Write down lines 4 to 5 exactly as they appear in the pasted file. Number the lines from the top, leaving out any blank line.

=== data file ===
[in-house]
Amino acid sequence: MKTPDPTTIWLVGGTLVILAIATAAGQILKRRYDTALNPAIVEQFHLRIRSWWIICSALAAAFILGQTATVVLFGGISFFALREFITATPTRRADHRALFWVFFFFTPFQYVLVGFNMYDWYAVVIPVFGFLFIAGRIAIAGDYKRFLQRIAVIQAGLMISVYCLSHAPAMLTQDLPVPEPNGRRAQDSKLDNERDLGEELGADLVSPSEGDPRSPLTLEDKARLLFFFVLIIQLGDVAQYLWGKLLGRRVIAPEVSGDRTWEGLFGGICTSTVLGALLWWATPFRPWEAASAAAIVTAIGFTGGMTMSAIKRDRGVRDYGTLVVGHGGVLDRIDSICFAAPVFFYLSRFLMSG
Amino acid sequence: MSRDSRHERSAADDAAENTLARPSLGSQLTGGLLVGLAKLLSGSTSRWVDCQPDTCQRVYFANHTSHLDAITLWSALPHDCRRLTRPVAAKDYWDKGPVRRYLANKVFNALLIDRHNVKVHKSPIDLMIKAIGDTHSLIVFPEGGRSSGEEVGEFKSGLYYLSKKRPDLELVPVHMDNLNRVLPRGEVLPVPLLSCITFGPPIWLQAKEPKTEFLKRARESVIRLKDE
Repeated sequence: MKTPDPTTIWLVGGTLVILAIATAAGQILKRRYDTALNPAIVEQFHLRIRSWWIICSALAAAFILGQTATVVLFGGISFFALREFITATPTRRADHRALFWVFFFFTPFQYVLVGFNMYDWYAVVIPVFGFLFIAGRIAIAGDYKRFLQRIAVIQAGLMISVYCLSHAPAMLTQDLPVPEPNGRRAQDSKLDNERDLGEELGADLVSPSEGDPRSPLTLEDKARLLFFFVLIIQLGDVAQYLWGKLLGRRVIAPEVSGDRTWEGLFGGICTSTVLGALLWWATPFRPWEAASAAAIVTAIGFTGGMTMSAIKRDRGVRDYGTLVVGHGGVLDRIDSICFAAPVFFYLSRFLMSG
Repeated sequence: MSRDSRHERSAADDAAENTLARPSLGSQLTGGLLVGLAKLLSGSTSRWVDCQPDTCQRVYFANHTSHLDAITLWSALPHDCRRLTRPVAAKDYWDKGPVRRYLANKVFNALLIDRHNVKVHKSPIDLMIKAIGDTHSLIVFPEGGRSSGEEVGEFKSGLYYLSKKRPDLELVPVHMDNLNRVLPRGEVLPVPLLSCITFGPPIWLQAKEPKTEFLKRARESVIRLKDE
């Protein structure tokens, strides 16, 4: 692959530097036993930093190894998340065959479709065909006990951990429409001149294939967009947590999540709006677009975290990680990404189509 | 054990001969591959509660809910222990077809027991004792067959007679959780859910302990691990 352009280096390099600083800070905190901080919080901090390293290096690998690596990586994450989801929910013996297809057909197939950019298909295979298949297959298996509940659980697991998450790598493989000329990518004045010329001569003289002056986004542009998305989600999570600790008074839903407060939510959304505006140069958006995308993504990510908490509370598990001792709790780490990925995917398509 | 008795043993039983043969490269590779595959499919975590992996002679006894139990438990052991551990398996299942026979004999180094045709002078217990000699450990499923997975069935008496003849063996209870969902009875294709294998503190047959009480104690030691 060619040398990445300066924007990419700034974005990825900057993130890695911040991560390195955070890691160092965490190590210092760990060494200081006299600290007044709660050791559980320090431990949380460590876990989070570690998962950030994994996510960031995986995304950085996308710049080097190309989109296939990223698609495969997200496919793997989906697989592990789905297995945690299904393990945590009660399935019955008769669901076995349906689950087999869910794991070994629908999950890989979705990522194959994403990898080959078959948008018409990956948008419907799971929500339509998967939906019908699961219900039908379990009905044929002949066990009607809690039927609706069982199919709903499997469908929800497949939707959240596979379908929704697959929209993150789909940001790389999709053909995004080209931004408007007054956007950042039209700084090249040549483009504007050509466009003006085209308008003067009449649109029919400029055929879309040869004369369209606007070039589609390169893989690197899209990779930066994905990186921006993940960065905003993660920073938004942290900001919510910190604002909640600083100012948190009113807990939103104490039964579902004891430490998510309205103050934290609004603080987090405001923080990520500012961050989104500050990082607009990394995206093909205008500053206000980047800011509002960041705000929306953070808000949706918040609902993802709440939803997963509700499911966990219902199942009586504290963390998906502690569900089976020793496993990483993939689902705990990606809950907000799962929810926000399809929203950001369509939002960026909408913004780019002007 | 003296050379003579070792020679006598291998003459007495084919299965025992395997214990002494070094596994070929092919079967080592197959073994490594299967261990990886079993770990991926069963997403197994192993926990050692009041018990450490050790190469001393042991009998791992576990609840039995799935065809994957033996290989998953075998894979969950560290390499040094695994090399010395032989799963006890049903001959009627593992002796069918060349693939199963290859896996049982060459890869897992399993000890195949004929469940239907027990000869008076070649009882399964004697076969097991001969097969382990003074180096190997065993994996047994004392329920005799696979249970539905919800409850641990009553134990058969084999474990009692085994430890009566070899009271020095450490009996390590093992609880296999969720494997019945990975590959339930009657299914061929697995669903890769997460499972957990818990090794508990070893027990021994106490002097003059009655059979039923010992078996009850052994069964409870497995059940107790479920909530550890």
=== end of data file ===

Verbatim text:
Repeated sequence: MKTPDPTTIWLVGGTLVILAIATAAGQILKRRYDTALNPAIVEQFHLRIRSWWIICSALAAAFILGQTATVVLFGGISFFALREFITATPTRRADHRALFWVFFFFTPFQYVLVGFNMYDWYAVVIPVFGFLFIAGRIAIAGDYKRFLQRIAVIQAGLMISVYCLSHAPAMLTQDLPVPEPNGRRAQDSKLDNERDLGEELGADLVSPSEGDPRSPLTLEDKARLLFFFVLIIQLGDVAQYLWGKLLGRRVIAPEVSGDRTWEGLFGGICTSTVLGALLWWATPFRPWEAASAAAIVTAIGFTGGMTMSAIKRDRGVRDYGTLVVGHGGVLDRIDSICFAAPVFFYLSRFLMSG
Repeated sequence: MSRDSRHERSAADDAAENTLARPSLGSQLTGGLLVGLAKLLSGSTSRWVDCQPDTCQRVYFANHTSHLDAITLWSALPHDCRRLTRPVAAKDYWDKGPVRRYLANKVFNALLIDRHNVKVHKSPIDLMIKAIGDTHSLIVFPEGGRSSGEEVGEFKSGLYYLSKKRPDLELVPVHMDNLNRVLPRGEVLPVPLLSCITFGPPIWLQAKEPKTEFLKRARESVIRLKDE